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When I run w - to see who is logged on and what they are doing, i see this:

USER     TTY      FROM              LOGIN@   IDLE   JCPU   PCPU WHAT
 user  tty7     :0               08:14   10:32m 44:10   0.50s gnome-session
 user  pts/0    :0.0             09:15    9:30m  0.24s  0.24s /bin/bash
 user  pts/1    :0.0             14:14    4:32m  0.20s  0.20s bash
 user  pts/5    :0.0             18:27    9:24   0.28s  0.28s bash
 user  pts/7    :0.0             18:35    9:57   0.40s  0.40s bash
 user  pts/8    :0.0             18:37    0.00s  0.22s  0.00s w

What are the pts/ ?

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2 Answers 2

up vote 8 down vote accepted

Pseudo-Terminal Slave

Name

ptmx, pts - pseudoterminal master and slave

Description

The file /dev/ptmx is a character file with major number 5 and minor number 2, usually of mode 0666 and owner.group of root.root. It is used to create a pseudoterminal master and slave pair.

When a process opens /dev/ptmx, it gets a file descriptor for a pseudoterminal master (PTM), and a pseudoterminal slave (PTS) device is created in the /dev/pts directory. Each file descriptor obtained by opening /dev/ptmx is an independent PTM with its own associated PTS, whose path can be found by passing the descriptor to ptsname(3).

Before opening the pseudoterminal slave, you must pass the master's file descriptor to grantpt(3) and unlockpt(3).

Once both the pseudoterminal master and slave are open, the slave provides processes with an interface that is identical to that of a real terminal.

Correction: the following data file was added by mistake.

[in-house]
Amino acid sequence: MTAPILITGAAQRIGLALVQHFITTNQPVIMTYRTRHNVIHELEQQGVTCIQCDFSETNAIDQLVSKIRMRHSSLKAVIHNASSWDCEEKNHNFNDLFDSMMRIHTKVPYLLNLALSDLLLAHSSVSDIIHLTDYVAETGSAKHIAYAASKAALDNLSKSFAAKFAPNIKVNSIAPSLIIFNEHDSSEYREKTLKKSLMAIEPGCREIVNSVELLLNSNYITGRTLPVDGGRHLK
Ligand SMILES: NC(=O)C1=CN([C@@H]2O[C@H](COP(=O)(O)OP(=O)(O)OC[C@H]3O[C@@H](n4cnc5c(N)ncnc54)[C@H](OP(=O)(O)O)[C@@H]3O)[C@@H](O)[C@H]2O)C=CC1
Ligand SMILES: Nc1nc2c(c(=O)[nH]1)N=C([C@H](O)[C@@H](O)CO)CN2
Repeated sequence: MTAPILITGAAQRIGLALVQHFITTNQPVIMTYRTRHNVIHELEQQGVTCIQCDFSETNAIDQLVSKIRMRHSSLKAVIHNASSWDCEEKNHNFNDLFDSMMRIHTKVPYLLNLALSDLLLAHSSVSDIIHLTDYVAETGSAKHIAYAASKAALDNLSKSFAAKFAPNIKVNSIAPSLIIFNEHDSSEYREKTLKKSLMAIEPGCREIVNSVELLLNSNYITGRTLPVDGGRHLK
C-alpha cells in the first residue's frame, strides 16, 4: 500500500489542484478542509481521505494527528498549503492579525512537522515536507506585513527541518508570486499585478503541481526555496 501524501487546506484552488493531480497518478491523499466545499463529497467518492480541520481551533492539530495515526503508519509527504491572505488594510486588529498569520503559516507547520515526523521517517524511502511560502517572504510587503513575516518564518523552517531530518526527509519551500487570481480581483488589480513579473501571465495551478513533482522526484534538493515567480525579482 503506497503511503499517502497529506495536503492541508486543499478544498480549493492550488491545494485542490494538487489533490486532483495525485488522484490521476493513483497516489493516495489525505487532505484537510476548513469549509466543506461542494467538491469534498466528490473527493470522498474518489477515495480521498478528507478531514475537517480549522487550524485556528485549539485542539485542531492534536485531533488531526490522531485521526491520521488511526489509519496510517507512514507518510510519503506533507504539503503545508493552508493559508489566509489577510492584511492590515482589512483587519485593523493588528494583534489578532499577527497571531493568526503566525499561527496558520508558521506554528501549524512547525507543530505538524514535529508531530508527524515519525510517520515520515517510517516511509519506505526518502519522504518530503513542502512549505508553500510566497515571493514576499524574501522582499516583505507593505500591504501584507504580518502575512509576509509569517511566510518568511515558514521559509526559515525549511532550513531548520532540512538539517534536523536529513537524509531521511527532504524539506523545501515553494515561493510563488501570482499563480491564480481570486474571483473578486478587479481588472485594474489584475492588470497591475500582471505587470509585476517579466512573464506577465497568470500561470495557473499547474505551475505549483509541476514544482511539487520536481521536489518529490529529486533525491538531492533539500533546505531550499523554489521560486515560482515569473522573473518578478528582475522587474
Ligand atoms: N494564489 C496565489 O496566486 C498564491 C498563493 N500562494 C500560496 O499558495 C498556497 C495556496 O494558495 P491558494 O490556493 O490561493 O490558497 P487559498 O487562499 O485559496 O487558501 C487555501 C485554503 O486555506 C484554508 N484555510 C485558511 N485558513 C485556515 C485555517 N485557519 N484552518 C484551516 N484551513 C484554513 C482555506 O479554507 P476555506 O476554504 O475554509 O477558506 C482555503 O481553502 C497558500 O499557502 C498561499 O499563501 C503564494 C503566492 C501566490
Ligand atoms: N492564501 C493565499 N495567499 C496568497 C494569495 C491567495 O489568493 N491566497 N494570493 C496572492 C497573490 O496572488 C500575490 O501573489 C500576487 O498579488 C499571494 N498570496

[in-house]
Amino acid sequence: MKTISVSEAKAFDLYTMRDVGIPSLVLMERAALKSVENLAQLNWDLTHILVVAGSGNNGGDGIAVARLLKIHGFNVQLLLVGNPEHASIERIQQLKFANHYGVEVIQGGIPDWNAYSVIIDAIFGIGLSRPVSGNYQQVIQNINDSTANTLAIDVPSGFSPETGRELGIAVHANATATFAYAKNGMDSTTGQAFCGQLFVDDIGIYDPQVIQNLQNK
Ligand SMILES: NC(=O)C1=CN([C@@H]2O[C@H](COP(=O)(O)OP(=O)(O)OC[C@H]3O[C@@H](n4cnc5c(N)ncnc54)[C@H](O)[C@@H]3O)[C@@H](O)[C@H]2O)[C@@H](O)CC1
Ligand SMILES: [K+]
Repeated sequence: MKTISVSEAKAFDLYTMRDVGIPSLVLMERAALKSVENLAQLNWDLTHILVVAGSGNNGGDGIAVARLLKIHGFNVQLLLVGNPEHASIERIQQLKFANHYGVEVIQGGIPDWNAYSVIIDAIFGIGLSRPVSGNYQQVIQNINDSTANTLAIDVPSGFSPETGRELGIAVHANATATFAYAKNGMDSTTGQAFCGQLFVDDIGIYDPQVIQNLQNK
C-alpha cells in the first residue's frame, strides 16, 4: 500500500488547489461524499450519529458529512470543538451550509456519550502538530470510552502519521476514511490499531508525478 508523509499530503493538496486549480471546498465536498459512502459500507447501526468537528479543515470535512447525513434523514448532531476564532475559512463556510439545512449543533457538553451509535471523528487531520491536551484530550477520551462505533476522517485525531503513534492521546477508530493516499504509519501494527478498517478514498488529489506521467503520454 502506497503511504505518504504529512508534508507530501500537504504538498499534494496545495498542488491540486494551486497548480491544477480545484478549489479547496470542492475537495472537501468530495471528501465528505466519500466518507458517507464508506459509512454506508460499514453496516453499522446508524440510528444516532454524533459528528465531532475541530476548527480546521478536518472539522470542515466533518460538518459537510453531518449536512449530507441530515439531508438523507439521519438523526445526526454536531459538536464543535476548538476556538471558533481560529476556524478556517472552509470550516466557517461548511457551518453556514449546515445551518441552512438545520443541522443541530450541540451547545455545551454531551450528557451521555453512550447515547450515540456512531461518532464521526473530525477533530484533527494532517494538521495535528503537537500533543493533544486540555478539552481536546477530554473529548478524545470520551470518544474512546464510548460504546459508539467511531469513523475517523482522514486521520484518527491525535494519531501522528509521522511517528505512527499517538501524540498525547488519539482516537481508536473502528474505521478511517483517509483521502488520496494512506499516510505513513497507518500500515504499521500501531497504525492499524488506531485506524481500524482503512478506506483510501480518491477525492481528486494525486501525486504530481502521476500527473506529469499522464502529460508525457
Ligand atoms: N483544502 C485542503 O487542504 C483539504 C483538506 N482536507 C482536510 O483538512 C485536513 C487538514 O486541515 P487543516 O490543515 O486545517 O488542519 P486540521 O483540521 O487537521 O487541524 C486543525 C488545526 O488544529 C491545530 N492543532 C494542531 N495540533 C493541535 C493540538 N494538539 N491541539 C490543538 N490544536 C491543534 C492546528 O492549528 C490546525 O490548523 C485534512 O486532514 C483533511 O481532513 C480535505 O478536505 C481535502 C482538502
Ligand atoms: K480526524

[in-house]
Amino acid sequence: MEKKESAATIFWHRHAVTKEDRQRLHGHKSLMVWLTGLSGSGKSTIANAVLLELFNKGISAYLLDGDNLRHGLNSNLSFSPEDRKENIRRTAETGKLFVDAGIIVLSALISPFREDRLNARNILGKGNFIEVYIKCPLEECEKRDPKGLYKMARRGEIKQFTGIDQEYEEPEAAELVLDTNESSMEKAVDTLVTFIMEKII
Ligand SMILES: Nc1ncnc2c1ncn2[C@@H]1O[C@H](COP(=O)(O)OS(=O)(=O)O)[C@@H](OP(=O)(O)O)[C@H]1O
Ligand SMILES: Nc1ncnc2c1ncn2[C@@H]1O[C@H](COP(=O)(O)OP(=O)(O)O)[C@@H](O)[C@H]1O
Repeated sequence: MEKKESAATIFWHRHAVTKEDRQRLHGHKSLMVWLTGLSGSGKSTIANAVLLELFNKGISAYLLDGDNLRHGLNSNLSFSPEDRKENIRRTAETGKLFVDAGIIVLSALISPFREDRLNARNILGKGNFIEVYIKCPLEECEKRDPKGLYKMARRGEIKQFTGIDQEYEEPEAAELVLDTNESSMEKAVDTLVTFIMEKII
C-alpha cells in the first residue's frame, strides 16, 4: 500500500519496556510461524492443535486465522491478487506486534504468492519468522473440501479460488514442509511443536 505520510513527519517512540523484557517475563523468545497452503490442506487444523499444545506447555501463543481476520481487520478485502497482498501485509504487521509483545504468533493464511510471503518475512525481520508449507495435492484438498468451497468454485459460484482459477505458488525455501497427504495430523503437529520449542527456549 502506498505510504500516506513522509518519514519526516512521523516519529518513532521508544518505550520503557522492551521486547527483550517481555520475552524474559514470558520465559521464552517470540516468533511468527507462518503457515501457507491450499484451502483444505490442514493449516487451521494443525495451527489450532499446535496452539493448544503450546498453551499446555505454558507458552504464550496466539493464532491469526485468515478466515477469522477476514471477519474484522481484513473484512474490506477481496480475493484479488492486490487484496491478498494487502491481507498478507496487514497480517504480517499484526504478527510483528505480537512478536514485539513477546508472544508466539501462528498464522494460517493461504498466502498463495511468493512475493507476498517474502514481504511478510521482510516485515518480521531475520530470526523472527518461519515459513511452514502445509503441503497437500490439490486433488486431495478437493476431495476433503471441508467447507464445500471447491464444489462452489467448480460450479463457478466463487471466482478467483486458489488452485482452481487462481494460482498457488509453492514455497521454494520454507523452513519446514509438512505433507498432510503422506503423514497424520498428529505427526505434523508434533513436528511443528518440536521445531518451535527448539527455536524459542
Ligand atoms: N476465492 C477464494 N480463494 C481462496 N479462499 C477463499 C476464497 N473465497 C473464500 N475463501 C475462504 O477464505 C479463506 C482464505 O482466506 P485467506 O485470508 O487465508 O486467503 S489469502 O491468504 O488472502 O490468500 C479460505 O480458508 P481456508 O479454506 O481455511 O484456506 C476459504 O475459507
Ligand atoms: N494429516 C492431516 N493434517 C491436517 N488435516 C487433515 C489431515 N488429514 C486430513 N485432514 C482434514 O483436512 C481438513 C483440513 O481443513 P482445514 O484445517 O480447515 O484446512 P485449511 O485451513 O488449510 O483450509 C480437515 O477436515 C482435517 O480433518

Data written to the slave is presented on the master descriptor as input. Data written to the master is presented to the slave as input.

In practice, pseudoterminals are used for implementing terminal emulators such as xterm(1), in which data read from the pseudoterminal master is interpreted by the application in the same way a real terminal would interpret the data, and for implementing remote-login programs such as sshd(8), in which data read from the pseudoterminal master is sent across the network to a client program that is connected to a terminal or terminal emulator.

Pseudoterminals can also be used to send input to programs that normally refuse to read input from pipes (such as su(1), and passwd(1)).

Source: http://linux.die.net/man/4/pts

They're usually xterminal/gnome-terminal/terminator sessions.

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pts/ refers to a pseudo terminal (one that is not a physical terminal), See http://en.wikipedia.org/wiki/Tty_%28Unix%29

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